Powering teams to better execute business strategy
Companies today are “living organizations” that must constantly adapt to market and industry pressures in order to stay competitive. This mode of continual change means they can no longer operate effectively in formal, rigid frameworks. Most executives recognize this shift—92 percent of surveyed leaders believe that redesigning their organization is either very important or important, and many are moving away from formal, functional structures and redesigning their organizations to be dynamic and team-based. Organizational Network Analysis (ONA) is a tool that can help manage living organizations to keep them agile and responsive to changes in the business environment.
Moving to a team-based structure can help organizations become more flexible, innovative, and responsive to customer’s needs. However, this type of decentralization can be risky if not properly designed. If teams aren’t connected and knowledge isn’t shared effectively across those teams, the organization may find:
- Pockets of teams performing at various levels
- Expertise generated in one team that isn’t shared with others
- Similar work being duplicated across teams
Connecting the dots
When used as part of an organization design effort, ONA can help mitigate these risks by confirming the right types of connections exist to let teams capitalize on the knowledge, skills, and abilities within the organization.
Through a combination of passive data collection (e.g., communication traffic, community sites) and active data collection (targeted engagement and network surveys), ONA looks at the type, frequency, and quality of organizational relationships. Using advanced data analytics coupled with employee perceptions, ONA sheds light on the social roles individuals hold, the connections that exist between individuals, and the strength of those connections.
Understanding the informal flow of information through the organization’s networks gives insights into how to influence them to foster high-performing teams. For example, an organization may make changes to its operating model, reporting relationships, job design, or business processes to better support team-based work.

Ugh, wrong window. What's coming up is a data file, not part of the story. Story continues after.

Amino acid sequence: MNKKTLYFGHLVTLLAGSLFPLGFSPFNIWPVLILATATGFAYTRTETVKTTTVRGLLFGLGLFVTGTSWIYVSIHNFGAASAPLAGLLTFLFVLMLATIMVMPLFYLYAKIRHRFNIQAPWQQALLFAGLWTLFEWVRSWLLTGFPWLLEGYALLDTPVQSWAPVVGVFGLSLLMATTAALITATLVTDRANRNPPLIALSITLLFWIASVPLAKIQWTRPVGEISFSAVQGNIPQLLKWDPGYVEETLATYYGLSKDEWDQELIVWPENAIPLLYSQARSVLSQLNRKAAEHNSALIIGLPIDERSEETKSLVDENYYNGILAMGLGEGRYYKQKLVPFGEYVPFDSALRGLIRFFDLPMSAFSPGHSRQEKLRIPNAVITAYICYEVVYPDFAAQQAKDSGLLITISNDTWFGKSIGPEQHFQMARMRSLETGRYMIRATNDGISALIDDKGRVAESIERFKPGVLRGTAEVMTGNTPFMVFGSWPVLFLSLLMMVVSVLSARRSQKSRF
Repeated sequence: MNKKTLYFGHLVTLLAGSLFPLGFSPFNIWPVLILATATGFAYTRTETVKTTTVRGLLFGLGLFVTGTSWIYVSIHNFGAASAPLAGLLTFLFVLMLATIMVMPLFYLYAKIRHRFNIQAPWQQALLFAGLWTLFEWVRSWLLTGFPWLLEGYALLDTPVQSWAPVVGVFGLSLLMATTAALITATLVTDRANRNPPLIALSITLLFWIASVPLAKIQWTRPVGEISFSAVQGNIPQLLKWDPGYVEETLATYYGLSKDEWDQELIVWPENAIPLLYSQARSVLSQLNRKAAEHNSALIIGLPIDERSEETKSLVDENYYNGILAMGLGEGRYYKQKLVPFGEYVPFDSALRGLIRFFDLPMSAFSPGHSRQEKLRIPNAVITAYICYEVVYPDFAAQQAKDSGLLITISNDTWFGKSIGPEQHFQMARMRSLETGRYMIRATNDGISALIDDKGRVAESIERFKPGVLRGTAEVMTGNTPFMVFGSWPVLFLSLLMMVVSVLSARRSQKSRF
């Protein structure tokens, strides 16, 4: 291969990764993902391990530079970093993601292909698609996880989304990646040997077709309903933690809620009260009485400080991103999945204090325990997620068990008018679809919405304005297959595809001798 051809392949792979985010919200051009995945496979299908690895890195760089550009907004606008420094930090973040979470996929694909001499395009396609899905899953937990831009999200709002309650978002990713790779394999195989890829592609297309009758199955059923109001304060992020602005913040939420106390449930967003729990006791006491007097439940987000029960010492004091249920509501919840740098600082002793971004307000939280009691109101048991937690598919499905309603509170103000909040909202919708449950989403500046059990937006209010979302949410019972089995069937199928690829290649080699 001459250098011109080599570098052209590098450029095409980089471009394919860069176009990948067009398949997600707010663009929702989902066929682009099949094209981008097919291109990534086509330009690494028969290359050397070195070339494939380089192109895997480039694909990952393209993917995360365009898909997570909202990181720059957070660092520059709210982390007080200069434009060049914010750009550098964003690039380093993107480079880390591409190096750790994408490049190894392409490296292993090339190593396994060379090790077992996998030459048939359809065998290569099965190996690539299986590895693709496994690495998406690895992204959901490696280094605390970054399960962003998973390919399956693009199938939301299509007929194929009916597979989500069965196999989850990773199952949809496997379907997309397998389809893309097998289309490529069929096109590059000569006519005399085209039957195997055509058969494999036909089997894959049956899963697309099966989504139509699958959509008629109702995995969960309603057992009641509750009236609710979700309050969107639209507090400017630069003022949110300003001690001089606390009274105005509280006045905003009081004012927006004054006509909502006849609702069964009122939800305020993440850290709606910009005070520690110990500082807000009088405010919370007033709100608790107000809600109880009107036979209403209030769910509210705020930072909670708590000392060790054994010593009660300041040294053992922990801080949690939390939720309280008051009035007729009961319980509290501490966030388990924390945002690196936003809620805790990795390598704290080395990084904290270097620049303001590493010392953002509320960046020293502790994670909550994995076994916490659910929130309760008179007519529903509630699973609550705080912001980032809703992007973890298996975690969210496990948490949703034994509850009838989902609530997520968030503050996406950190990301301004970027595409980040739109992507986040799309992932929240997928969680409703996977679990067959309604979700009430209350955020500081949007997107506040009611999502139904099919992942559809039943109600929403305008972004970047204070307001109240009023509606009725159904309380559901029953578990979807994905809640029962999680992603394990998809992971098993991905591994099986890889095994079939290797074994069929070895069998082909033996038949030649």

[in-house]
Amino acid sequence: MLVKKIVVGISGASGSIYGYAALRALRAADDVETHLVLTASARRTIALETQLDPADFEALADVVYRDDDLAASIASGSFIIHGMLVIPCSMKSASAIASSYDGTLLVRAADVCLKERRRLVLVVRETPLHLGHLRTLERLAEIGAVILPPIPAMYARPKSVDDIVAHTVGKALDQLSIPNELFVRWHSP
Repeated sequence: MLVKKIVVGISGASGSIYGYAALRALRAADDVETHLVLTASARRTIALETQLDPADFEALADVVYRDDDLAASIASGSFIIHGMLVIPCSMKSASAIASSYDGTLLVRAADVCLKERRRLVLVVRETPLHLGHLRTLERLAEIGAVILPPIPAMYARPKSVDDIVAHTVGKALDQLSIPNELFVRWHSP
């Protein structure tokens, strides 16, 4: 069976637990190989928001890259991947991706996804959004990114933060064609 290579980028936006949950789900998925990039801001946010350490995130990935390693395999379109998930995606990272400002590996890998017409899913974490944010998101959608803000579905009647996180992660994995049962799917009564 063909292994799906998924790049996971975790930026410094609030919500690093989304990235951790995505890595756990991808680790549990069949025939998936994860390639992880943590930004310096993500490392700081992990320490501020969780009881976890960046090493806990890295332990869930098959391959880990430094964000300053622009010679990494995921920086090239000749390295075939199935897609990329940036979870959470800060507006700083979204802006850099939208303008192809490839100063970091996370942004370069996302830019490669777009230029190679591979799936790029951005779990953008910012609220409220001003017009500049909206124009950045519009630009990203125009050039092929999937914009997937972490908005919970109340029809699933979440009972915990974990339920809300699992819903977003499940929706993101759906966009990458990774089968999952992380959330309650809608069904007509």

Case in point
A large, multinational energy and resources company is organized by product line and country. This organizational structure supports the company’s business model, but has drawbacks, most notably the ability to effectively share critical engineering knowledge across geographic and product line divides.
To enable continued growth while maintaining safety and cost controls, the company needed mechanisms to increase the connectedness between countries and product lines—especially challenging because its workforce is often physically in remote locations. Using ONA, executives were able to understand the existing informal networks across teams and then apply that knowledge to organizational design efforts. The design was tailored to create and support a culture of knowledge sharing. This culture was then incentivized through compensation and recognition. Over time, the company has seen reduced project costs, shorter project cycle times, and increased profits.
A valuable piece of the puzzle
Simply knowing that an individual holds a certain social role (e.g., central, peripheral) does not give an organization the full picture, nor does it indicate a specific action an organization should take. Rather, ONA-generated insights should be considered in the context of a business problem the organization is trying to solve. For example, if the organization wants to understand how a newly formed a business unit is integrating, ONA could reveal how many and the type of connections that exist between personnel from each component and use that information to develop targeted recommendations to “thicken” the network.
While ONA has many uses beyond organization design, using it to inform a redesign effort can ultimately pay off in stronger employee engagement, more effective teams, and increased operating efficiency.
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